Josiah Ober

Mitsotakis Professor of Classics and Political Science, Stanford University

Fall 2019 Sather Lectures

The Greeks and the Rational: The Discovery of Practical Reason

September 19
Lecture 1. Gyges’ Choice: Rationality and Visibility
Maude Fife Room, 315 Wheeler Hall, 7:00pm

September 26
Lecture 2. Glaucon’s Dilemma: Origins of Social Order
370 Dwinelle Hall, 5:30pm

October 3
Lecture 3. Deioces’ Ultimatum: How to Choose a King
370 Dwinelle Hall, 5:30pm

October 10 - CANCELLED

October 17
Lecture 4. Cleisthenes’ Wager: Democratic Rationality
370 Dwinelle Hall, 5:30pm

October 24
Lecture 5. Melos’ Prospects: Rational Domination
370 Dwinelle Hall, 5:30pm

October 31
Lecture 6. Agamemnon’s Cluelessness: Reason and Eudaimonia
370 Dwinelle Hall, 5:30pm

Josiah Ober

More about Josiah Ober

After earning his PhD in History at the University of Michigan in 1980, Professor Ober took up positions at Montana State University (1980-1990) and Princeton University (1990-2006) before joining the faculty at Stanford, where he is currently Constantine Mitsotakis Professor in the School of Humanities and Sciences, with a joint appointment in Classics and Political Science as well as a courtesy appointment in Philosophy.  This transdisciplinary position well reflects the ambitious reach of Professor Ober’s scholarship, which ranges from ancient Greece to the contemporary world and across political and economic theory, cultural studies, philosophy, and the history of democratic institutions.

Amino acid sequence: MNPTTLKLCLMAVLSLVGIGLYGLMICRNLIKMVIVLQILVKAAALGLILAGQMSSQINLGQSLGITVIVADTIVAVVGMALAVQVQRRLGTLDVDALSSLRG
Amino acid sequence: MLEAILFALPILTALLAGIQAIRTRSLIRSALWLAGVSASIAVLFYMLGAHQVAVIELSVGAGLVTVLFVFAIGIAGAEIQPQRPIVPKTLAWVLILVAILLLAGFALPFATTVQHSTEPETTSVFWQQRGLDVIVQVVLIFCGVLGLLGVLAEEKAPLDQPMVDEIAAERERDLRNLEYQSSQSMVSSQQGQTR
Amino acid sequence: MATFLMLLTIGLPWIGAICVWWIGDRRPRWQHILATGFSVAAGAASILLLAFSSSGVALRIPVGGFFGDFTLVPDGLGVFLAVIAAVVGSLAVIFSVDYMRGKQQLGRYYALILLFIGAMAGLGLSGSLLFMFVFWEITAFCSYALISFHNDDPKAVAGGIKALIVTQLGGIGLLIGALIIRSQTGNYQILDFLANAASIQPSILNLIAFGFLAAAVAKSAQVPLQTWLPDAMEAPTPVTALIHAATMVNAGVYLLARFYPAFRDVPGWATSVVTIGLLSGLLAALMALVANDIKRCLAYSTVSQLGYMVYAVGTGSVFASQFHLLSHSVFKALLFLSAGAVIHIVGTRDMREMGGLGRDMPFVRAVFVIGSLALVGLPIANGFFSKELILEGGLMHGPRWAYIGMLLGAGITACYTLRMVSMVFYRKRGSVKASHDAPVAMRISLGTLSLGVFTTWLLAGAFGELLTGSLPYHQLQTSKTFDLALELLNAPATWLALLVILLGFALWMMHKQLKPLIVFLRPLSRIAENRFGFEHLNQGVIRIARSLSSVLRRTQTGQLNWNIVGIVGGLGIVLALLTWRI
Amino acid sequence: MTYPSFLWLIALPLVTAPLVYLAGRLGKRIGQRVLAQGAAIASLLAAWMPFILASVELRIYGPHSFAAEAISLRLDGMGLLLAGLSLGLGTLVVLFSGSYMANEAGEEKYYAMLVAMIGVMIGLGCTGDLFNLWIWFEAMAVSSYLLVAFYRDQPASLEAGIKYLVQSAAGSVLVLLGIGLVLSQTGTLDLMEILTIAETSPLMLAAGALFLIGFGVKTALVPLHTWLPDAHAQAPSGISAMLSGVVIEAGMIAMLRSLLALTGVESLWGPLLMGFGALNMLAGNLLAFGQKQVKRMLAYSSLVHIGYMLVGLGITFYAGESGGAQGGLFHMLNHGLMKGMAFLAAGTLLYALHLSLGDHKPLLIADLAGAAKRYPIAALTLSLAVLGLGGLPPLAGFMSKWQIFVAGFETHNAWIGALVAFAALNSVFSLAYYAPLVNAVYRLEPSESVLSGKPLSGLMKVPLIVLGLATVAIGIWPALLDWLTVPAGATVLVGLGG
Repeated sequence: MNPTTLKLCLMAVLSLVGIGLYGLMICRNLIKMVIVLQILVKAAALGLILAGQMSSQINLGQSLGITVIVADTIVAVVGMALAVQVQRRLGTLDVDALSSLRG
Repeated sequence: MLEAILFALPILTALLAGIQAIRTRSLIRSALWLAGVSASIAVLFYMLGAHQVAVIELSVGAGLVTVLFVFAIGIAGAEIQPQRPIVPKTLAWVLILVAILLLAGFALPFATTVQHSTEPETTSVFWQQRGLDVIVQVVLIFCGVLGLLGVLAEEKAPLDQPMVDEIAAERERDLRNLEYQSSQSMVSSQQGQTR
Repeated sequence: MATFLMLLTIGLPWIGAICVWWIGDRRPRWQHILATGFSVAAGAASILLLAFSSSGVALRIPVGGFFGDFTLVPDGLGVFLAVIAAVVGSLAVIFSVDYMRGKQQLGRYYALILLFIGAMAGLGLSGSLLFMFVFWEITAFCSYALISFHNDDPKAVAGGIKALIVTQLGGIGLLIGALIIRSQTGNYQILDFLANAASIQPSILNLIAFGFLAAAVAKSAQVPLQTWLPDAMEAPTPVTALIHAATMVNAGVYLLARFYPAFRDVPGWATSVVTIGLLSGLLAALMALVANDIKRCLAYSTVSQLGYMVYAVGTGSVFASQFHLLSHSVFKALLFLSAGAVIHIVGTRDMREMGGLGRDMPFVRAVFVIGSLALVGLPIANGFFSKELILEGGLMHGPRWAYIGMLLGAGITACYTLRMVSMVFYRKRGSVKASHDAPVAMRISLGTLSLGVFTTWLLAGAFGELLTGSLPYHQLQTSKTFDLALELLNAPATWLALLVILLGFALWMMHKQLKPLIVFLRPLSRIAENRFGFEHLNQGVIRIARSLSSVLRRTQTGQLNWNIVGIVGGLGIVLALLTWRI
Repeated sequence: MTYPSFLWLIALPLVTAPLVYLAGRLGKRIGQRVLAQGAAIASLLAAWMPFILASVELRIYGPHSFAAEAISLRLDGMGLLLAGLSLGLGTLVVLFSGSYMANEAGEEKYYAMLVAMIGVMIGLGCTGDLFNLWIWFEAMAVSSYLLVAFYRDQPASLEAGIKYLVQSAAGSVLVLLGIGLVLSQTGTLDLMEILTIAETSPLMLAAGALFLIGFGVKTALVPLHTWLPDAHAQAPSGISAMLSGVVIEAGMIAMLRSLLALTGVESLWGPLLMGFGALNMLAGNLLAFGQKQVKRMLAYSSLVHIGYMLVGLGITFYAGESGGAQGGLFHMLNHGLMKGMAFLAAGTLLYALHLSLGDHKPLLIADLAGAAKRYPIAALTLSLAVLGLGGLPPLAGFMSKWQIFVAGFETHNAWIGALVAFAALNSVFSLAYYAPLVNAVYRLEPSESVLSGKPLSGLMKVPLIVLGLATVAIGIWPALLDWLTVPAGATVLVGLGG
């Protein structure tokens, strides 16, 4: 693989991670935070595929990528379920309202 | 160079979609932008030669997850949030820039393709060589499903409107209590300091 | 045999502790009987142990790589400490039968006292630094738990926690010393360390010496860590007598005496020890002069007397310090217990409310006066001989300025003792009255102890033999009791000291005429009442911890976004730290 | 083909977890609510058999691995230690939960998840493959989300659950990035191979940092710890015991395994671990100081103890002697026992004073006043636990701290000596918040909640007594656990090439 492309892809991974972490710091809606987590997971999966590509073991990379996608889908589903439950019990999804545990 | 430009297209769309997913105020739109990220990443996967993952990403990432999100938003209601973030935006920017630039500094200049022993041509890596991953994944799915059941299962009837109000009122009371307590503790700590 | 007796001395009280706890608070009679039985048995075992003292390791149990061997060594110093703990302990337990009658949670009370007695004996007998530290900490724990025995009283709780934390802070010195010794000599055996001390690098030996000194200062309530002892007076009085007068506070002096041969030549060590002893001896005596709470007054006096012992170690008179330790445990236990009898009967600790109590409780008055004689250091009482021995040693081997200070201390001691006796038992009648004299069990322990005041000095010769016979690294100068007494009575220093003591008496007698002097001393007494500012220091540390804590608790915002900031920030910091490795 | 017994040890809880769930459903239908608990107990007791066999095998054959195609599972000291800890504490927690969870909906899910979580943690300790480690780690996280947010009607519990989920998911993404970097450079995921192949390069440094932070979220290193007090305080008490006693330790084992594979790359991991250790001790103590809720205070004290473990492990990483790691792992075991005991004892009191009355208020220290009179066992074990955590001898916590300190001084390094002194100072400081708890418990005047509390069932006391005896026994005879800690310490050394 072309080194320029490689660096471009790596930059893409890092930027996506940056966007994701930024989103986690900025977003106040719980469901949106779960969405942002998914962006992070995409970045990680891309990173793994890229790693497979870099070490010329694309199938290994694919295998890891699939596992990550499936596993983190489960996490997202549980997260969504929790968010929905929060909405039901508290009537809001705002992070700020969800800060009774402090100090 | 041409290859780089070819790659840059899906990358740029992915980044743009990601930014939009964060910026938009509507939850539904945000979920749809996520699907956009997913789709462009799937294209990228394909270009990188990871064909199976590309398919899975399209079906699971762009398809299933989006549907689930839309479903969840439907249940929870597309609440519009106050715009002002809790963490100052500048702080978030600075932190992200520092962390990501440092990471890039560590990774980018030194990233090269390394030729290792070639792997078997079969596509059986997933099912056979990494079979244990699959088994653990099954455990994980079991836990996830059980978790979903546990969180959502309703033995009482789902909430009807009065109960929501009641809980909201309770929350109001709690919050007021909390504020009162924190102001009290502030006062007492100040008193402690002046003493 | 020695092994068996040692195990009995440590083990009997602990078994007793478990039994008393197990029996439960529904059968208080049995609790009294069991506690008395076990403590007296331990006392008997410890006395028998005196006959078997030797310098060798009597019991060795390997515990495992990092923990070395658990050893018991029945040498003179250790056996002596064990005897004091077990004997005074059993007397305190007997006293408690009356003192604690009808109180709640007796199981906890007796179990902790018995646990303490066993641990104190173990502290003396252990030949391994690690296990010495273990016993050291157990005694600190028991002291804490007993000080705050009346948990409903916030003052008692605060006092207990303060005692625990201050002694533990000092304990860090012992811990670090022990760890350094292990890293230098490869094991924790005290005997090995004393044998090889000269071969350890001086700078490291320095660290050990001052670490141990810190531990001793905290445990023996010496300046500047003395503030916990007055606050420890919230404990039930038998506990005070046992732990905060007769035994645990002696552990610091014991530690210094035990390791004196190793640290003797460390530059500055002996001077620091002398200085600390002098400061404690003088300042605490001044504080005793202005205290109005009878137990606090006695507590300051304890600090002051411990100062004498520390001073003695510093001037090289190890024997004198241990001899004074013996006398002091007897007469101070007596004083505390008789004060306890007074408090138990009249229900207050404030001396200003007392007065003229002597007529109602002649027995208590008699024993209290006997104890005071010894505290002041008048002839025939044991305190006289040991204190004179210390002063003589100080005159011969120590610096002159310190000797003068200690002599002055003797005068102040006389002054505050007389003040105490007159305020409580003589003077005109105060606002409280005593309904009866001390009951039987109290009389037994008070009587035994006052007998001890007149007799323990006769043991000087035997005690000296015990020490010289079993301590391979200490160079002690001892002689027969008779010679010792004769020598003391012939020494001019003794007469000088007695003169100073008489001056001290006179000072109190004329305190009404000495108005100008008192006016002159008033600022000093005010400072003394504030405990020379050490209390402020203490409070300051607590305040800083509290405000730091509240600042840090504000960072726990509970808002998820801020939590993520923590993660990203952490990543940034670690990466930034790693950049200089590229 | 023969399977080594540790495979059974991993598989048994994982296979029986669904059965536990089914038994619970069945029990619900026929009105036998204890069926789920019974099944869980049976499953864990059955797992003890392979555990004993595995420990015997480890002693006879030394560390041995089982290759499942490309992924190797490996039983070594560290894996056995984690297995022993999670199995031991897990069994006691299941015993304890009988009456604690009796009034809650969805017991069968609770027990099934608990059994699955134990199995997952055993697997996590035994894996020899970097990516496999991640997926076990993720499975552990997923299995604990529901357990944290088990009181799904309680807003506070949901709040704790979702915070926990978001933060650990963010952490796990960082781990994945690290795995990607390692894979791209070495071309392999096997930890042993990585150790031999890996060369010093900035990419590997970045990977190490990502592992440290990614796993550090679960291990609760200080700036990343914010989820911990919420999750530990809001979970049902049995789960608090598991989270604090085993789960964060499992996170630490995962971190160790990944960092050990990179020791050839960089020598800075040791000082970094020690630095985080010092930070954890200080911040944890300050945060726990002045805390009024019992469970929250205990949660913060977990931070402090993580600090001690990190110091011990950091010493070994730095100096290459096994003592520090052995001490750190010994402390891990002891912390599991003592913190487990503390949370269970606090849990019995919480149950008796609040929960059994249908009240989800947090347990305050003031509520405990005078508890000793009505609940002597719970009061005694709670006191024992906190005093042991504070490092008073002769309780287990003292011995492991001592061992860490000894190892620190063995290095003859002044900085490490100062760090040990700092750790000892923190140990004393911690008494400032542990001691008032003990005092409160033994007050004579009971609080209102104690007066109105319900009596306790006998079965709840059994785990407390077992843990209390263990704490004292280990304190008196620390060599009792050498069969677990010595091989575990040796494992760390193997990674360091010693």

Professor Ober is the author of about 85 articles and a very long list of game-changing books, including Mass and Elite in Democratic Athens (Princeton, 1989), which won the Goodwin Award (for “best book of the year”) of the Society for Classical Studies (formerly American Philological Association); Democracy and Knowledge (Princeton, 2008), which was named “Best Book in Classics and Ancient History” by the Association of Academic Publishers, included in The Independent’s “Best Ten in History” list, and shortlisted for the Hessell-Titman Prize; The Rise and Fall of Classical Greece (Princeton, 2015), hailed as “a major restatement of our understanding of Classical Greece” and “like no other history of the ancient world”; and most recently Demopolis: Democracy Before Liberalism in Theory and Practice (Cambridge, 2017), based on the Seeley Lectures he delivered at Cambridge in 2015.  His numerous honors include fellowships from the American Council of Learned Societies and the Guggenheim Foundation; the 2016 Douglass C. North Research Award of the Society for Institutional and Organizational Economics; and the delivery of the Lee Lecture at Oxford (2008), the Inaugural Lecture in Humanities and Social Sciences for the Norwegian Academy of Arts and Sciences (2009), and the Townsend Lectures at Cornell University (2014). Not just a theorist of institutions, Professor Ober is also a dedicated practitioner who has served as Chair of Classics at Princeton (1993-2000), Chair of Political Science at Stanford (2010-2013), and President of the Society for Classical Studies (2009).